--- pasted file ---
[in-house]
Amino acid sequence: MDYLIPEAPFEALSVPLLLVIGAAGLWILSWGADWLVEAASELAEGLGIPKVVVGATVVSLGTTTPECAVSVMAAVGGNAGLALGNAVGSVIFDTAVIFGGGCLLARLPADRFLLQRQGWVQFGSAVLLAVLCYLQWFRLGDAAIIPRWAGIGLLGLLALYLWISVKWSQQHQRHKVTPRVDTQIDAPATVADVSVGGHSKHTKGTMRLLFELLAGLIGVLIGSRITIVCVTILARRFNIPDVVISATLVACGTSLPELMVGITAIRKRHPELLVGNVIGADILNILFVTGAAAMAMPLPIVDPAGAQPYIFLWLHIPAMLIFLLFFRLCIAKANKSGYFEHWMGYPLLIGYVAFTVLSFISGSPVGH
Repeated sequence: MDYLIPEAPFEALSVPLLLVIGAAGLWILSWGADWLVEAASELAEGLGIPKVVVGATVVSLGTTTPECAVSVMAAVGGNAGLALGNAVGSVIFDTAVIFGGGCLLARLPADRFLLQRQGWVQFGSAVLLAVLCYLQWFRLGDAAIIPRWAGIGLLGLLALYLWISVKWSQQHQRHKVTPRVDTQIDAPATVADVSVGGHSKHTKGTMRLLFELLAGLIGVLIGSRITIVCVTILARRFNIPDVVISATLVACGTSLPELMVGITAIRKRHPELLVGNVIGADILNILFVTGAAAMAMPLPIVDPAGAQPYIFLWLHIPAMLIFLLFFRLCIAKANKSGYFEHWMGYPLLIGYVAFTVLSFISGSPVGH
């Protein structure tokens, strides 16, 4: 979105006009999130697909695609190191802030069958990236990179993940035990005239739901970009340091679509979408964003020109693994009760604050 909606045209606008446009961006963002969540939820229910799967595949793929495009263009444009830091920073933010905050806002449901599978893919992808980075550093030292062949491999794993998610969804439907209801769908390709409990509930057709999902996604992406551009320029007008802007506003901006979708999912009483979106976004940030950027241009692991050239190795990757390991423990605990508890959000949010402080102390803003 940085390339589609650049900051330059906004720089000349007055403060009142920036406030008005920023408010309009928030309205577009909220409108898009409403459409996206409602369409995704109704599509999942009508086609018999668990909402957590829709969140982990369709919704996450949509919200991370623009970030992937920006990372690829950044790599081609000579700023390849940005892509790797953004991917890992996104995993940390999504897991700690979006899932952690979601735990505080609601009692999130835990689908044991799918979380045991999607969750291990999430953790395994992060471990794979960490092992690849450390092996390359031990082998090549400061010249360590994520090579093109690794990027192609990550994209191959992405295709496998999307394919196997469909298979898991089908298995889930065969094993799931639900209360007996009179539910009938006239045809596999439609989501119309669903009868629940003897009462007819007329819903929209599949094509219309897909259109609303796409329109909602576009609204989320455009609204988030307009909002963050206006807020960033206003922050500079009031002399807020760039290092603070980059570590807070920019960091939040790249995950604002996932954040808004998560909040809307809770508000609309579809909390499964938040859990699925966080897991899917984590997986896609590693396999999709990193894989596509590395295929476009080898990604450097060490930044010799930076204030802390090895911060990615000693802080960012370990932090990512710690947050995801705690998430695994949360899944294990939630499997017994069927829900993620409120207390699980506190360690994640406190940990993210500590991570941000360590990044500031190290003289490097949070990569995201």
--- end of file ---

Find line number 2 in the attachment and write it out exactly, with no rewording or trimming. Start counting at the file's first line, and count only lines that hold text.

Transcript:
Amino acid sequence: MDYLIPEAPFEALSVPLLLVIGAAGLWILSWGADWLVEAASELAEGLGIPKVVVGATVVSLGTTTPECAVSVMAAVGGNAGLALGNAVGSVIFDTAVIFGGGCLLARLPADRFLLQRQGWVQFGSAVLLAVLCYLQWFRLGDAAIIPRWAGIGLLGLLALYLWISVKWSQQHQRHKVTPRVDTQIDAPATVADVSVGGHSKHTKGTMRLLFELLAGLIGVLIGSRITIVCVTILARRFNIPDVVISATLVACGTSLPELMVGITAIRKRHPELLVGNVIGADILNILFVTGAAAMAMPLPIVDPAGAQPYIFLWLHIPAMLIFLLFFRLCIAKANKSGYFEHWMGYPLLIGYVAFTVLSFISGSPVGH